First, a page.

The Sierra Club revealed this week that it is deciding whether to suspend the leadership of its Colorado chapter — which claims 20,000 members — after saying that yearslong efforts to remedy a toxic workplace have failed.
Sierra Club President Ramón Cruz confirmed yesterday that the environmental advocacy group is in the midst of a review process, set to close Jan. 30, that could remove the current state Executive Committee.
“The Sierra Club Board has a responsibility to act in the best interest of the organization and our millions of members and supporters. We do not take these steps lightly, and we are welcoming input before making any final decisions," Cruz said in a statement to E&E News.
The Sierra Club announced its "intervention" in a Wednesday letter to members detailing its decision, stating that "efforts over a number of years — including training, coaching and individual accountability measures — have failed to help chapter leaders."
"The Board is considering suspension not due to one specific instance, but rather an ongoing recurring pattern and concerns about inappropriate behaviors, harmful and non-inclusive management culture, and ongoing harmful impacts that continue to be raised by internal stakeholders and documented by external professionals," states the letter, which was first published Wednesday by freelance reporter Jimmy Tobias on Twitter.
A Sierra Club spokesperson confirmed to E&E News that the letter is authentic, but declined to provide additional details about the incidents that prompted the intervention.
"This step is in response to a series of governance challenges and conflicts over the last two years, not any single incident," said Thomas Young, who serves as the Sierra Club’s associate regional communications director for the West. "Under the laws that govern the incorporation of the Sierra Club, the board of directors is the ultimate decisionmaking body for the organization."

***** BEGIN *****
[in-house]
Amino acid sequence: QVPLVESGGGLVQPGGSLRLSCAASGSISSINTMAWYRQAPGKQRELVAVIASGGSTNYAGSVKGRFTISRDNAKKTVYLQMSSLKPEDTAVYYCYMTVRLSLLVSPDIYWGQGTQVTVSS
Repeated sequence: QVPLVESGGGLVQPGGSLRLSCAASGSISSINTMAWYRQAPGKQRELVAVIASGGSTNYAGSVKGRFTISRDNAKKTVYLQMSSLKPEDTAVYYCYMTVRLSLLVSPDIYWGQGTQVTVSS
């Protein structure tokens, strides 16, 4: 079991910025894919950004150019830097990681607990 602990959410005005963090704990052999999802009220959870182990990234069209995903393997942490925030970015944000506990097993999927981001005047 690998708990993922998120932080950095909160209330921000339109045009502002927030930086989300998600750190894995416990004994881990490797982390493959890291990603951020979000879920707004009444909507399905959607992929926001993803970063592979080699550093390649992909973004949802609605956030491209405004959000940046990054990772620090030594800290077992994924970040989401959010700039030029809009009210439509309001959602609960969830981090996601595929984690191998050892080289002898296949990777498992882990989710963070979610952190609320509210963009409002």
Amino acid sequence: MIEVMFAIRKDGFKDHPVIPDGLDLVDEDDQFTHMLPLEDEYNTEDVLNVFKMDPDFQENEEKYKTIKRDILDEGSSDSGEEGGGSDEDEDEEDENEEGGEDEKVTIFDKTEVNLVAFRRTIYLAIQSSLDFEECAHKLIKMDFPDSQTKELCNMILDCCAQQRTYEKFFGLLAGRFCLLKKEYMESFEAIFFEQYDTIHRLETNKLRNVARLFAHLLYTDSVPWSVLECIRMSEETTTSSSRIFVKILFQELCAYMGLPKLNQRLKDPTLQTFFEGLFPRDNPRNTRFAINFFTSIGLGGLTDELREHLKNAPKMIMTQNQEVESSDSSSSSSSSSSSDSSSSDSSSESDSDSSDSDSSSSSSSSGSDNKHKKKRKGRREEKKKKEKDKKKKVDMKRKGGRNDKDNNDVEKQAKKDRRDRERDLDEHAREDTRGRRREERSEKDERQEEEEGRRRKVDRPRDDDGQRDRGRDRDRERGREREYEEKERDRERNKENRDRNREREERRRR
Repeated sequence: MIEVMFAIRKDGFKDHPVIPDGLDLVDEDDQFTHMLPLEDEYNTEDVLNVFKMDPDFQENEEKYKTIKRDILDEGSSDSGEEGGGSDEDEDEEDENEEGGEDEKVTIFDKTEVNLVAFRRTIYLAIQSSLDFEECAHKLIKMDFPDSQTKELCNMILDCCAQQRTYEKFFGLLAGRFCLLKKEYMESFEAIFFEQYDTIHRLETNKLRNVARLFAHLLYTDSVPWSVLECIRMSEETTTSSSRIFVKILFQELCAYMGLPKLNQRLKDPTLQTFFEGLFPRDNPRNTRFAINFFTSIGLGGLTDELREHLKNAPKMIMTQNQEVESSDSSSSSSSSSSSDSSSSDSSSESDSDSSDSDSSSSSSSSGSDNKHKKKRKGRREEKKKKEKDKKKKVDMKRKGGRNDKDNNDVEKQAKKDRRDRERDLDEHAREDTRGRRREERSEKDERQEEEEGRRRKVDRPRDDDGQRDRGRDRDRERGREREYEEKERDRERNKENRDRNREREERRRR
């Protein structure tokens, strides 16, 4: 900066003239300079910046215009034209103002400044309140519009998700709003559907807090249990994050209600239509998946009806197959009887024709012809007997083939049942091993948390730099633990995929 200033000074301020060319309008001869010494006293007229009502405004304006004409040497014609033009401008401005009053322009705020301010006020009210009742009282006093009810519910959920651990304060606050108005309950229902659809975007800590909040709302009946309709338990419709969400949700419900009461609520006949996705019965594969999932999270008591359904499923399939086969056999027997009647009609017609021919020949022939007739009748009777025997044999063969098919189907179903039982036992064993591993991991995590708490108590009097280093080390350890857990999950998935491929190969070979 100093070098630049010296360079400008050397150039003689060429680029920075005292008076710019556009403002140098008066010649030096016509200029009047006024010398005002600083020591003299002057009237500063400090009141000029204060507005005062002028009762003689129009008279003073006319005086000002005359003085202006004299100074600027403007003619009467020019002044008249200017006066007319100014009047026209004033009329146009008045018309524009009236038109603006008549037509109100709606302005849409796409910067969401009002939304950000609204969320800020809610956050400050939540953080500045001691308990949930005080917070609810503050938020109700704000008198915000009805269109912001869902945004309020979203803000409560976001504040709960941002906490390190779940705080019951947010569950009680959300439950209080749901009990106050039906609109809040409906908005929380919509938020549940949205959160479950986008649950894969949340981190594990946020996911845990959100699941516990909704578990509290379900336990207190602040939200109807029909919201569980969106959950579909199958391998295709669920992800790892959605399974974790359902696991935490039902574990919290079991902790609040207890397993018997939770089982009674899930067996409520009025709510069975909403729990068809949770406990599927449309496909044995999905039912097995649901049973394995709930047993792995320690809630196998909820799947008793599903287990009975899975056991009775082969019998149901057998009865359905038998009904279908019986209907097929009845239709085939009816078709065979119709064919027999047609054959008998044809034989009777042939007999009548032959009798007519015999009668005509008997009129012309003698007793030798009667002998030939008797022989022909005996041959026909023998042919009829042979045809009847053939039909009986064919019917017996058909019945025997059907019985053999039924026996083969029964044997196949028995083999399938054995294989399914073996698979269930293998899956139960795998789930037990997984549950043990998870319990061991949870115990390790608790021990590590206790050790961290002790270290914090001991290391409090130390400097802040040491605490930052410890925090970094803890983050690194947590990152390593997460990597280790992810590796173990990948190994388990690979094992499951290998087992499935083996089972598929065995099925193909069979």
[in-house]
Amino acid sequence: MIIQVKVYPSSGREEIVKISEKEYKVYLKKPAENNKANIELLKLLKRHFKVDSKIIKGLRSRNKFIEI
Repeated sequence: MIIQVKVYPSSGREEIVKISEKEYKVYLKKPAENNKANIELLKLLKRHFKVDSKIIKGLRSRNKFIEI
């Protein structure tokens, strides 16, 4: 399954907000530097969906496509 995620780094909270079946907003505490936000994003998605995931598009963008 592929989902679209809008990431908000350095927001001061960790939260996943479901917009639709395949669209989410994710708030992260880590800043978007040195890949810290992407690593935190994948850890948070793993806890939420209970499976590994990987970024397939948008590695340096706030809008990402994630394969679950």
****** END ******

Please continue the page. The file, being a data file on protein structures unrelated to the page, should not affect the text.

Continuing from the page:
Among the four elected members of the executive committee — Jamie Valdez, Jennifer Singer, Chris Applegate, and Kent Abernethy — only Abernethy, whose email signature identifies him as the current "interim chair" for the chapter, responded to an interview request. He referred questions back to Young.
But the criticisms outlined in the Wednesday missive echoed complaints that appeared in a June 2021 review that detailed widespread cultural problems in the national organization. That review was first reported by POLITICO.
“One of the most prevalent themes we heard was that there was generally a culture at the Sierra Club that tolerated, excused, or failed to correct those managers and leaders who regularly displayed anger and aggression — yelling, berating, shaming, and otherwise demonstrating unprofessional and abusive behavior in the workplace,” the report stated, according to POLITICO. “It became clear that many of these individuals were well-known for engaging in this behavior and that nothing was done to meaningfully curb the behavior."
That report surfaced within days of former Sierra Club Executive Director Michael Brune’s resigning from the group in August. In his resignation message, Brune apologized for failing to institute sufficient changes "for ensuring that our staff and volunteers feel safe, supported and valued, and I sincerely apologize for any instance in which this was not the case” (Greenwire, Aug. 16, 2021).
Despite its decision to potentially remove leadership at the organization, the Sierra Club praised the Colorado chapter for its various successes, including legal challenges to the expansion of a major freeway, advocacy for species and habitat protections in the state, and supporting pro-environment candidates.
“The Sierra Club’s Colorado staff and volunteers have a history of achieving significant environmental victories, and that work will continue unimpeded," Cruz said in a statement. "We are confident this process will lead to a stronger Colorado Chapter which furthers the successful endeavors of its members protecting their state’s natural beauty and clean air and water.”